Sri Lanka may have put together the second-longest win streak in ODI cricket, but they will face their most formidable opponent since beginning their run of 13 successive victories when they face India in their Asia Cup Super 4 match at the R. Premadasa Stadium tomorrow.
Sri Lanka began their unbeaten run in June this year when they won the final two ODIs of a three-match home series against Afghanistan, and then put together an unbeaten run during the ICC World Cup Qualifiers in Zimbabwe.
They have also remained unbeaten during their Asia Cup campaign, beating Bangladesh twice, sandwiched between victories over Nepal and Afghanistan, taking their win streak to 13 – an achievement which batting coach Naveed Nawaz said gave them confidence ahead of the clash against India.
“We are pretty confident of doing well,” Nawaz said, adding that the players were buying into the process being instilled.
“It's not based on the outcome, we are getting the players to commit to the process rather than looking at whether we win or lose. If we plan to play good cricket and execute our plans and be the best version of themselves in the middle, the result (of the game against India) is going to be favourable for us.”
Sri Lanka will also have the benefit of rest, having last played on Saturday, while India will play for a third straight day after their Super 4 match against Pakistan was pushed into its reserve day yesterday.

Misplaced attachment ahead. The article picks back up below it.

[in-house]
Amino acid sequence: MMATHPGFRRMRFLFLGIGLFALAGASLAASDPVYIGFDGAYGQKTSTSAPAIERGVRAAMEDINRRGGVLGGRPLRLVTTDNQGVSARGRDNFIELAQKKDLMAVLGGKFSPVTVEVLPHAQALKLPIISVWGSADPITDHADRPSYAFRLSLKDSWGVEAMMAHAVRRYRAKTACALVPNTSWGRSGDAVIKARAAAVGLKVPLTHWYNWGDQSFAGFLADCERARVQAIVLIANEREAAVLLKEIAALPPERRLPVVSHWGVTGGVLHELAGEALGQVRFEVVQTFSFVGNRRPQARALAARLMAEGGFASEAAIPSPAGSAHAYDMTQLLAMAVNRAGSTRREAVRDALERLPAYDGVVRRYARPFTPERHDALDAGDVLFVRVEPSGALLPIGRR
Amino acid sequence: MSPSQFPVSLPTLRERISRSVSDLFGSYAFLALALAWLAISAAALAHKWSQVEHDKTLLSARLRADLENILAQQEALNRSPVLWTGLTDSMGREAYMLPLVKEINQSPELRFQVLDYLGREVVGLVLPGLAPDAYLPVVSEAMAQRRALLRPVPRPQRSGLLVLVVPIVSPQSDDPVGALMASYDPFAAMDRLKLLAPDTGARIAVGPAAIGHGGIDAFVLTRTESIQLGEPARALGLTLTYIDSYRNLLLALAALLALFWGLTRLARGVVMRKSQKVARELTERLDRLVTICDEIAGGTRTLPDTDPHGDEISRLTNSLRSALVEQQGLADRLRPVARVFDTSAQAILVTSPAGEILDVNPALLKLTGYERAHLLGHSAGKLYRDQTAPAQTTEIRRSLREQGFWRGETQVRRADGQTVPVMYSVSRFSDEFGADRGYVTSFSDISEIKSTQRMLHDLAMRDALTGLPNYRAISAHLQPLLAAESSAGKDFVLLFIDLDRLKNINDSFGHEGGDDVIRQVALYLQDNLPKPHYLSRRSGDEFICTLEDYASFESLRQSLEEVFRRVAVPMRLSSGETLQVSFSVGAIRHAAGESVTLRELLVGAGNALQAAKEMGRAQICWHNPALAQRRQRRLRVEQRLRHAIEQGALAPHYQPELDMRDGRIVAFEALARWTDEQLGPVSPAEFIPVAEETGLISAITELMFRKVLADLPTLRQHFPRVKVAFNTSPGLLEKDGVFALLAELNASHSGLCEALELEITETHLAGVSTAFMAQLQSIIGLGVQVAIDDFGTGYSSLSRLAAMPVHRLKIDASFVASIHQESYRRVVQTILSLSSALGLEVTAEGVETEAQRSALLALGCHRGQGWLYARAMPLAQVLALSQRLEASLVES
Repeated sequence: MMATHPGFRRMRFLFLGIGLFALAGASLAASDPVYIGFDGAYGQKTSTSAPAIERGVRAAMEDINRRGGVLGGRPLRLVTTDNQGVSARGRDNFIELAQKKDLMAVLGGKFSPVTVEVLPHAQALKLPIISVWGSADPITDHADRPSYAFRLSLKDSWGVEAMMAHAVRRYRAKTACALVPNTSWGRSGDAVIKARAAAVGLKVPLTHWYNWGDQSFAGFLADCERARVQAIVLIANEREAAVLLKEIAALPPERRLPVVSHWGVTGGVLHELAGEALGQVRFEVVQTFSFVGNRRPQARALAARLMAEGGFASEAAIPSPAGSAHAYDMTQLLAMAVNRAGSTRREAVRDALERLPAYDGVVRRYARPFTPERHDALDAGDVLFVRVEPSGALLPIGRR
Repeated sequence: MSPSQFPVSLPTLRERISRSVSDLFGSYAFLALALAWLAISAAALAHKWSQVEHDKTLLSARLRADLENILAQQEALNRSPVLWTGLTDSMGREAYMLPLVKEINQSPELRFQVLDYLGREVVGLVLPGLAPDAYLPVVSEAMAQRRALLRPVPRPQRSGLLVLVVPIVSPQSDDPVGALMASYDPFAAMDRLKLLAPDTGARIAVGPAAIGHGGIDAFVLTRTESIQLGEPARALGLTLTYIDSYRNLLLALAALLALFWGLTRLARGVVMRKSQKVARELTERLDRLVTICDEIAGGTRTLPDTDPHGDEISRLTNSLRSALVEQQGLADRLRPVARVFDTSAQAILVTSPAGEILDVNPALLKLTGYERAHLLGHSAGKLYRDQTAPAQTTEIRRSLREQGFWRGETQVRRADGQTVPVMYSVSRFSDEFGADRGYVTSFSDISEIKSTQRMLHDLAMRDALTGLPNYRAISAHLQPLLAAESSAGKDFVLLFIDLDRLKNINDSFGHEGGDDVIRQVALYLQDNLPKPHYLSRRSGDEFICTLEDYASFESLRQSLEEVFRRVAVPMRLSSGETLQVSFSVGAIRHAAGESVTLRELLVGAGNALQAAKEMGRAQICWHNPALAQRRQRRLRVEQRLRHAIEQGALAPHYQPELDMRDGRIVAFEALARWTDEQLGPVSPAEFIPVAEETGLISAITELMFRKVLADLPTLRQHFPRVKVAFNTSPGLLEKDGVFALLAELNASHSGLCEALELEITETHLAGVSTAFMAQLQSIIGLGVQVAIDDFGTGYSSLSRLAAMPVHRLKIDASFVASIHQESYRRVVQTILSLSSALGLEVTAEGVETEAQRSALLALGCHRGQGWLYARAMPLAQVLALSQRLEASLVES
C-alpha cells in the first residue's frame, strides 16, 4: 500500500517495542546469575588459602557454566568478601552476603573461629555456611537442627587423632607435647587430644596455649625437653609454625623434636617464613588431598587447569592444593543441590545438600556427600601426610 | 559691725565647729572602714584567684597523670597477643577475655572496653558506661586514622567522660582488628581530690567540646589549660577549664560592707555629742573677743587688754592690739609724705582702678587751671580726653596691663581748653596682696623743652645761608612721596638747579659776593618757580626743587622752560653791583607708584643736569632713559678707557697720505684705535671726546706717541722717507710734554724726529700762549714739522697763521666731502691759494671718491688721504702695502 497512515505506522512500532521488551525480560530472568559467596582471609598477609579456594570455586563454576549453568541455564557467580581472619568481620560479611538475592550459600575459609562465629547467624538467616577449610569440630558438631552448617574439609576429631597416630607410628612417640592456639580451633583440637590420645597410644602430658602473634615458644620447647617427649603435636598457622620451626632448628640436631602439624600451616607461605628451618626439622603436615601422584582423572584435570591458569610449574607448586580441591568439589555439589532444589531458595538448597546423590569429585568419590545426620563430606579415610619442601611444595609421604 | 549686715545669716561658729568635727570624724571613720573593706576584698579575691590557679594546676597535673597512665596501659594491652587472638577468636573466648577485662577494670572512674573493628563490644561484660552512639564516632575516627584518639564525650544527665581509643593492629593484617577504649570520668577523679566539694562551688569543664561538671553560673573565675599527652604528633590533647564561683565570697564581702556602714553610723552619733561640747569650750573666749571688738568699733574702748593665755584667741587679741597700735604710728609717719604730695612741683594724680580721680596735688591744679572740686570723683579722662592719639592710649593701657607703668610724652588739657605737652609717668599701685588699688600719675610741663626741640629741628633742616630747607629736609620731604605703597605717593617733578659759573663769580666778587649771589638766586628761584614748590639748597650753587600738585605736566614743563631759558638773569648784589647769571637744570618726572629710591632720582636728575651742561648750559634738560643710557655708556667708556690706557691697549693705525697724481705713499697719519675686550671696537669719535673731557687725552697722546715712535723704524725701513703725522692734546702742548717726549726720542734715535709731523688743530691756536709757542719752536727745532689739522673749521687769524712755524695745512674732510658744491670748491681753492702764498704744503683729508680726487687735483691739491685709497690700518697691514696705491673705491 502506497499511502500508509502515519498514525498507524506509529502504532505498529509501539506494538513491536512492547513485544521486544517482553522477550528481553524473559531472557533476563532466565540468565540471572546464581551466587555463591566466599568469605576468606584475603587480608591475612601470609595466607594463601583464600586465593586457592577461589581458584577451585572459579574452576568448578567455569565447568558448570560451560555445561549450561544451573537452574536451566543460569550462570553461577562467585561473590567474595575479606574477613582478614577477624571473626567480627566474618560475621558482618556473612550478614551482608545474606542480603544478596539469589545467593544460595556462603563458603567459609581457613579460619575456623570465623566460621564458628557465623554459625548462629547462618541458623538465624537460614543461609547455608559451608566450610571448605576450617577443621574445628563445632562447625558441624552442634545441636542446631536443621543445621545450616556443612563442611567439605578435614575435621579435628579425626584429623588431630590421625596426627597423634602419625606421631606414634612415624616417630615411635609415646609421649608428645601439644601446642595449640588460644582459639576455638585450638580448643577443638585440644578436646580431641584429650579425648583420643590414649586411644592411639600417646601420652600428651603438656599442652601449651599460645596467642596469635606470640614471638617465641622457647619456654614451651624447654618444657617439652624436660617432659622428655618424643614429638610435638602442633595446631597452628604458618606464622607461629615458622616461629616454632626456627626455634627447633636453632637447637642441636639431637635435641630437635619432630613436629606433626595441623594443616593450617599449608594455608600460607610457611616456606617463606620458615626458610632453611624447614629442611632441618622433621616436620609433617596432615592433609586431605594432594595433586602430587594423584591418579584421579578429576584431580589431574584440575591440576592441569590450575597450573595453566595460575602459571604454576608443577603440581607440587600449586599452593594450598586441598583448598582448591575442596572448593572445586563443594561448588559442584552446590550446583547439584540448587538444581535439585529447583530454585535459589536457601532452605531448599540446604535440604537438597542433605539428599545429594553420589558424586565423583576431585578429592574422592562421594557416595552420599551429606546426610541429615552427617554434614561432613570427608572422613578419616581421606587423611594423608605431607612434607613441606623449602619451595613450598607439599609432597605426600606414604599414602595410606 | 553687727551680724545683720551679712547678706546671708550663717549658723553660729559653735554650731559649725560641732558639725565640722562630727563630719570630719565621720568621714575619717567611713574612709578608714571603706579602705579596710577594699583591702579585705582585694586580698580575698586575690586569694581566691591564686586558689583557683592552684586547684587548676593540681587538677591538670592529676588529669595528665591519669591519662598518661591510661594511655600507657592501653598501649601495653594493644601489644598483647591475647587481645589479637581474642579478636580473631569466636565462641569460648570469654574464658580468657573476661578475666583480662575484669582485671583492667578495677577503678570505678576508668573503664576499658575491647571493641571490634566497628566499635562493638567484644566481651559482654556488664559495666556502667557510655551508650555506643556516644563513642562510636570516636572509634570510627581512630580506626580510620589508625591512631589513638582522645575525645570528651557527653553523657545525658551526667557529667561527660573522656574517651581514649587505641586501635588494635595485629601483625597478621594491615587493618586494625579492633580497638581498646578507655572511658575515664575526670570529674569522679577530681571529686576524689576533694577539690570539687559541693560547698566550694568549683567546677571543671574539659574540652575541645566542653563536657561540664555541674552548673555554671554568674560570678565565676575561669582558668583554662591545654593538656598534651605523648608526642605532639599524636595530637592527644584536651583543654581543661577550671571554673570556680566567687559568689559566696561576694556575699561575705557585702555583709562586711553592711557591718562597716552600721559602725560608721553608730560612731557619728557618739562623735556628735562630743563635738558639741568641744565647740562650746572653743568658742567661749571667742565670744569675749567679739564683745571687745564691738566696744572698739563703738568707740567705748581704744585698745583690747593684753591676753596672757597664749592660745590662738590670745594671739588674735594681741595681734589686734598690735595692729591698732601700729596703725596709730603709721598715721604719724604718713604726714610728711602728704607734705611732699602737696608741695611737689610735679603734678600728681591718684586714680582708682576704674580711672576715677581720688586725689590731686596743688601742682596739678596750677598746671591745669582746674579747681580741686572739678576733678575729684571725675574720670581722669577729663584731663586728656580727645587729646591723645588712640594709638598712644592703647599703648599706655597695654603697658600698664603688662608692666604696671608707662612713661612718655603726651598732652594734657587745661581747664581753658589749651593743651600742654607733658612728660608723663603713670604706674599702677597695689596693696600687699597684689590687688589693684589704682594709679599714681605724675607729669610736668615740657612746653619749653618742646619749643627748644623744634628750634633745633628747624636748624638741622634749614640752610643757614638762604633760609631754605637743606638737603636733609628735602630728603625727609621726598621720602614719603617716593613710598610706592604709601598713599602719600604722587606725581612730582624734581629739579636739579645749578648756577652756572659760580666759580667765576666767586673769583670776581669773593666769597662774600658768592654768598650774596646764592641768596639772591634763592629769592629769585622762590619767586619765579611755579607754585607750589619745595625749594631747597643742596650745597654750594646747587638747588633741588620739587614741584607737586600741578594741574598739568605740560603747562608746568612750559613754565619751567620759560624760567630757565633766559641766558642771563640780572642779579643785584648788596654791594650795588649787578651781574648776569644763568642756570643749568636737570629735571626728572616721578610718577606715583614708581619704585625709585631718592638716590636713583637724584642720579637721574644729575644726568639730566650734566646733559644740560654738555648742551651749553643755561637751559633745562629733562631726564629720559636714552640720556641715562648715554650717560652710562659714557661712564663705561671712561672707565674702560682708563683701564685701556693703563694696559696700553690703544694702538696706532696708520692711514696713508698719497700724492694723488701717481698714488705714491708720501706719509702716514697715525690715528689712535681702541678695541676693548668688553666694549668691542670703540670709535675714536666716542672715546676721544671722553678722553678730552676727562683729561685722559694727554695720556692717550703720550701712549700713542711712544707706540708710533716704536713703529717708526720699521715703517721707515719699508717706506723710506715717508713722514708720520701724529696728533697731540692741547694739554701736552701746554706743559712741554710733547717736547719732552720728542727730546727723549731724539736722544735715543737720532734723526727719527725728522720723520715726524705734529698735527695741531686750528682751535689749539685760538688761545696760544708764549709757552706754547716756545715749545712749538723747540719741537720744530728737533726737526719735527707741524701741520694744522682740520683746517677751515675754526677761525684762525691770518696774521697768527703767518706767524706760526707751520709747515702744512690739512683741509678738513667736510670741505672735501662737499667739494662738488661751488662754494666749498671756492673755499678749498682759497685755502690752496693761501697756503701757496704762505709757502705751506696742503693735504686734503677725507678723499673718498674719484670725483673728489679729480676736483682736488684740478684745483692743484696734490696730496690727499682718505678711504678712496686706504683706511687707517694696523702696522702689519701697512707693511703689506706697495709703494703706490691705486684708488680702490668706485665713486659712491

“With a team like India, you never know, but obviously they are playing three days in a row," Nawaz told reporters.
“We have got a bit of a break since the last game, so the boys are fresh for tomorrow. That can be good for us."
Sri Lanka's 13th win in a row eclipsed the record for the second most consecutive wins that were held by South Africa, although they are still someway from the record of 21 successive wins currently held by Australia.
A spate of injuries to Sri Lanka’s main bowlers has seen them come into the tournament as underdogs, despite being the defending champions, and that they have made it this far was a testament to their resilience, Nawaz said.
“Our boys are resilient when it comes to handling pressure. This tournament and even the last Asia Cup with a lot of absences from our frontline players, especially from the bowling attack. But having said that, the players who played in the tournament came back as strongly as the regulars, so it shows that our boys are really good under pressure and when it comes to big tournaments.
When it comes to pressure situations, our boys have proven they are capable of handling them,” he added.
He also added that the team had slowly added bench strength, as evidenced by former captain Kusal Janith Perera being unable to break into the team.
“We can see that we have built some bench strength, to have a player like Kusal Janith Perera find it hard to get into the team. It puts pressure on the players in the team because they know that if they don't perform, there are players who can come in and replace them,” Nawaz said.
“It is a big advantage for us, as a team. It gives the players outside the team also the sense that once they break into the team, it is going to be hard to hold onto that place if they don't take the opportunity they get. Those are the situations that help a player grow and improve. Everyone has to raise their bar, because they know there are players outside the team,” he also explained.